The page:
The report, Dynamics of Economic Well-Being: Poverty, 2009-2011, explores how many Americans moved into and out of poverty during recession. Overall poverty rates also increased during that time.
According to the U.S. Census Bureau, 31.6 percent of Americans were in poverty for at least two months from 2009 to 2011, a 4.5 percentage point increase over the prerecession period of 2005 to 2007. Poverty was a temporary state for most people; however, 3.5 percent of Americans were in poverty for the entire three-year period.
The report, Dynamics of Economic Well-Being: Poverty, 2009-2011, traces a sample of U.S. residents through the Survey of Income and Program Participation — statistics are presented by various demographic and socio-economic characteristics, and statistical comparisons are made to data collected from 2005 to 2007.
“When people see poverty statistics, they often think these are people who were poor during an entire period,” said Ashley Edwards, a poverty analyst with the Census Bureau’s Social, Economic and Housing Statistics Division. “This survey allows us to investigate how individuals moved into and out of poverty during and immediately following the most recent recession, while making comparisons to the earlier three-year period immediately leading into the recession.” According to the National Bureau of Economic Research, the last recession spanned from December 2007 to June 2009.
Poverty was a persistent condition for many; among the 37.6 million people who were poor at the start of the period — January and February 2009 — 26.4 percent remained poor throughout the next 34 months. However, many people escaped poverty: 12.6 million, or 35.4 percent, who were poor in 2009 were not in poverty in 2011.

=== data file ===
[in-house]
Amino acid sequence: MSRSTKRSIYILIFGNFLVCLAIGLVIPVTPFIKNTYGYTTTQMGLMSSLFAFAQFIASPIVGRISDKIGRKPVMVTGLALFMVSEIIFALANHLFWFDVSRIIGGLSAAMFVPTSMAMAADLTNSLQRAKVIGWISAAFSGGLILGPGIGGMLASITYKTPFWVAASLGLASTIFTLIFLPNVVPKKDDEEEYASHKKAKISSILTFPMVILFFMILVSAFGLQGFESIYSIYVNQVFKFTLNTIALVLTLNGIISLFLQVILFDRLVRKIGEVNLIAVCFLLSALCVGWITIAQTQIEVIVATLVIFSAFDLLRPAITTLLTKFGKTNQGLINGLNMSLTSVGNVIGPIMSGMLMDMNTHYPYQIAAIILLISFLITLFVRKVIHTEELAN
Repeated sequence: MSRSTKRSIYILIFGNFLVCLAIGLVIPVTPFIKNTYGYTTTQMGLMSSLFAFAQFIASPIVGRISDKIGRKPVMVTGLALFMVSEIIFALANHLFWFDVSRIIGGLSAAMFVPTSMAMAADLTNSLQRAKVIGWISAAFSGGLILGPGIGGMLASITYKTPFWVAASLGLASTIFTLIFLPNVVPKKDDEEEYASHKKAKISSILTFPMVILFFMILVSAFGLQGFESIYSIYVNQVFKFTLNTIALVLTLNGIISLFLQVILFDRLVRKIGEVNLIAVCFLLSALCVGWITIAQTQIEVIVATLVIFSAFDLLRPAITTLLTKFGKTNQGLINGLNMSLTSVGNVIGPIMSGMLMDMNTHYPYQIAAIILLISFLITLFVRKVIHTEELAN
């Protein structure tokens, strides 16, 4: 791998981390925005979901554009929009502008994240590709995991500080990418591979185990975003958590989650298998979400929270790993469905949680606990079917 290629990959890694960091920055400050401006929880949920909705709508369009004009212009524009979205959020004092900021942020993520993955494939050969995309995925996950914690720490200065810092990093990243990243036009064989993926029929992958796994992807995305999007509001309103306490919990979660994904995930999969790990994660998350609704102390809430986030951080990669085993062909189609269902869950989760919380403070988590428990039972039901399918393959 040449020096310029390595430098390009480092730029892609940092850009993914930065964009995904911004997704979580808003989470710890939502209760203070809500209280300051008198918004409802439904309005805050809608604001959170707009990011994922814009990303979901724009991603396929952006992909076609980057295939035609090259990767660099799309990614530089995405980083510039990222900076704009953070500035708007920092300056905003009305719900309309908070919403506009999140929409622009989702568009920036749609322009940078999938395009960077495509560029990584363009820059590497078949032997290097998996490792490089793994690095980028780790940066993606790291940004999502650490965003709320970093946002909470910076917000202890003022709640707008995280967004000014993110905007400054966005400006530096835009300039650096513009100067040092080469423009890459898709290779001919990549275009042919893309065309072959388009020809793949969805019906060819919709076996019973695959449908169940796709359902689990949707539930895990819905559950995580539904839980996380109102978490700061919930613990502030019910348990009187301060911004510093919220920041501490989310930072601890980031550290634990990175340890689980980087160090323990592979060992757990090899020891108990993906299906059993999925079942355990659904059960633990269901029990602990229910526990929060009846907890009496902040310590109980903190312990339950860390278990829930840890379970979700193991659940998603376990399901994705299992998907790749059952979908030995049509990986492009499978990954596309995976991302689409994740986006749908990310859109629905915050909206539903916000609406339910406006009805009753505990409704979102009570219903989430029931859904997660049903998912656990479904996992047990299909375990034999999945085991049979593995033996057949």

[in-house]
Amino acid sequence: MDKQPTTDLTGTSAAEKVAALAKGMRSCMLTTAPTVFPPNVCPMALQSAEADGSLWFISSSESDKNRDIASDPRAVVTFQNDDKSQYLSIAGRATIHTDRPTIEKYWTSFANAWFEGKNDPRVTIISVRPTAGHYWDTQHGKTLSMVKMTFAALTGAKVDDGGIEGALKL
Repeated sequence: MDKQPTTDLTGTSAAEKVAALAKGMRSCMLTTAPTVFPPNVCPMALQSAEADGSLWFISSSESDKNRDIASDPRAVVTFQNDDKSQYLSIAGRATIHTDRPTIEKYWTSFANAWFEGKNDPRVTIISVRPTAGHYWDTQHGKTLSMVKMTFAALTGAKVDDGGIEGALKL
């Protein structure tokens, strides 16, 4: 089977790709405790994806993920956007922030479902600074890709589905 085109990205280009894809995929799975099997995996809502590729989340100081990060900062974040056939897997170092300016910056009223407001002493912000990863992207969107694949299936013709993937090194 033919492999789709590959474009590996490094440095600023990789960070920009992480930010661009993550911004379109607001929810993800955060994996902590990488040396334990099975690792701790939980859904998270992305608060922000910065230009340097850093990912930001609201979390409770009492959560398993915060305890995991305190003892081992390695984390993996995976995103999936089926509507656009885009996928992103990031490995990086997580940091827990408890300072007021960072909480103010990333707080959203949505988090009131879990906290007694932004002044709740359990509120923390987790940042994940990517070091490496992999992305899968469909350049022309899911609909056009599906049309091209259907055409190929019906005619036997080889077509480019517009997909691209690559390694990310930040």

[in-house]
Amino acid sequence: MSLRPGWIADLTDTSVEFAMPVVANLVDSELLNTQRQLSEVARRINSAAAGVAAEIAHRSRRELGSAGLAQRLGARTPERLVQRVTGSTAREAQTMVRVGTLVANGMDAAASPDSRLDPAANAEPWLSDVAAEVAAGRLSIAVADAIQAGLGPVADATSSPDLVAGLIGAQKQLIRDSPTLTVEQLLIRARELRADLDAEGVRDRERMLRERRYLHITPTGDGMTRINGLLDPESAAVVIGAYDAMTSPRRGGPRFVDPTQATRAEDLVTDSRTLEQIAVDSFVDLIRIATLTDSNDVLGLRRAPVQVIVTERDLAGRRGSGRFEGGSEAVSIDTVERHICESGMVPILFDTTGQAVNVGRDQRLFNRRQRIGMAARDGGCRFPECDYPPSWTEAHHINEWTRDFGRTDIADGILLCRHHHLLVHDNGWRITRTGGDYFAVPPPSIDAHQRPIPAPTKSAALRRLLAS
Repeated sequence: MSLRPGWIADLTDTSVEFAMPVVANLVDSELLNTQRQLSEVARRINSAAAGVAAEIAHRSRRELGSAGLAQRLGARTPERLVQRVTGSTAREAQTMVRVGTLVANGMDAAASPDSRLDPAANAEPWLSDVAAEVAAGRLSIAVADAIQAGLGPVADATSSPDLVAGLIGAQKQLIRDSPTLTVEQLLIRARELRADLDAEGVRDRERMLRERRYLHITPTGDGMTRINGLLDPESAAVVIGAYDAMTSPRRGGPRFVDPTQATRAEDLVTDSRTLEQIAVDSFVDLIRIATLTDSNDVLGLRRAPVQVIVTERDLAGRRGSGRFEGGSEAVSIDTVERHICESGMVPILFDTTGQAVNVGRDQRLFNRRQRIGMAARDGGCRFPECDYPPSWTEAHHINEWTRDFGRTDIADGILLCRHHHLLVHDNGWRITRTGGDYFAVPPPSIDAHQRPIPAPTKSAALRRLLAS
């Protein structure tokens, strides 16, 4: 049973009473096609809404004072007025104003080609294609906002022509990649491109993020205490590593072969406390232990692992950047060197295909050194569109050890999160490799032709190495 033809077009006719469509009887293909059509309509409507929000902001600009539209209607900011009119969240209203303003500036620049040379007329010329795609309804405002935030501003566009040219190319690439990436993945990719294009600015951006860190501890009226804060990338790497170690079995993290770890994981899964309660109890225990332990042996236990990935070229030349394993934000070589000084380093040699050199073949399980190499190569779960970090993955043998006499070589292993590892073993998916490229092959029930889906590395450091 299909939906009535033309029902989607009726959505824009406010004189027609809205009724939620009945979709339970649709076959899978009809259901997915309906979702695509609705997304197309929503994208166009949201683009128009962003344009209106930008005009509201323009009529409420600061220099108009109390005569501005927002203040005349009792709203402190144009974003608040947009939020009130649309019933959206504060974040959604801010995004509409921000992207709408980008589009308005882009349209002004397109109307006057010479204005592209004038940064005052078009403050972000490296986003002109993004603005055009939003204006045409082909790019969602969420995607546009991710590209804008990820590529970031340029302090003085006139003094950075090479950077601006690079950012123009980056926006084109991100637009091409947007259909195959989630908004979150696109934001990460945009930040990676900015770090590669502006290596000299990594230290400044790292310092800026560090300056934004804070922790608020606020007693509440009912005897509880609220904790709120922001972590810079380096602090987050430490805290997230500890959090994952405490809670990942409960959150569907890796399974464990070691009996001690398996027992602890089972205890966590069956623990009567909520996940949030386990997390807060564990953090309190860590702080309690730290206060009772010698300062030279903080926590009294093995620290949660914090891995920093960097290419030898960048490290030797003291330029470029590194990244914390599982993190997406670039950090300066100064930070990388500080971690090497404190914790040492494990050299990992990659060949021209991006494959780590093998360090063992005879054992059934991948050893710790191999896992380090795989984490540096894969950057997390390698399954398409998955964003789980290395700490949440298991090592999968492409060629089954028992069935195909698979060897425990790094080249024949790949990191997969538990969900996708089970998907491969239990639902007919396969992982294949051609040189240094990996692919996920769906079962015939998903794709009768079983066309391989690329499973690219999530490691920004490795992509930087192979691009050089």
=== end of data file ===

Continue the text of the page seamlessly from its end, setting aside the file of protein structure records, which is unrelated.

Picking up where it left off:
As some moved out of poverty, others moved into it. About 13.5 million people, or 5.4 percent, who were not in poverty in 2009 slipped into poverty by 2011.
Other highlights from the report include:
The percent of individuals experiencing a poverty spell lasting at least two months increased from 27.1 percent over the period of 2005 to 2007 to 31.6 percent from 2009 to 2011. Chronic poverty rates (poor all 36 months) also increased, from 3.0 percent over the prerecession period to 3.5 percent from 2009 to 2011. For those who were in poverty for two or more consecutive months from 2009 to 2011, the median length of a poverty spell was 6.6 months, up from 5.7 months over the period from 2005 to 2007. Approximately 44.0 percent of poverty spells occurring from 2009 to 2011 ended within four months, while 15.2 percent lasted more than 24 months.While 35.4 percent of individuals who were in poverty in 2009 managed to escape poverty in 2011, approximately half (49.5 percent) continued to have income below 150 percent of their poverty threshold.People 65 and older had lower annual poverty rates than children or working-age adults, but once the elderly entered poverty their median spell durations of 8.3 months were longer than both children and working-age adults.People in families with a female head of household had longer median poverty spell lengths than those in married-couple families (8.4 and 5.6 months, respectively). Hispanics were more likely than blacks to enter poverty over the course of 2009 to 2011, but also more likely than blacks to exit poverty. Hispanics also had shorter median spell durations, 6.5 months, while the median duration for blacks was 8.5 months.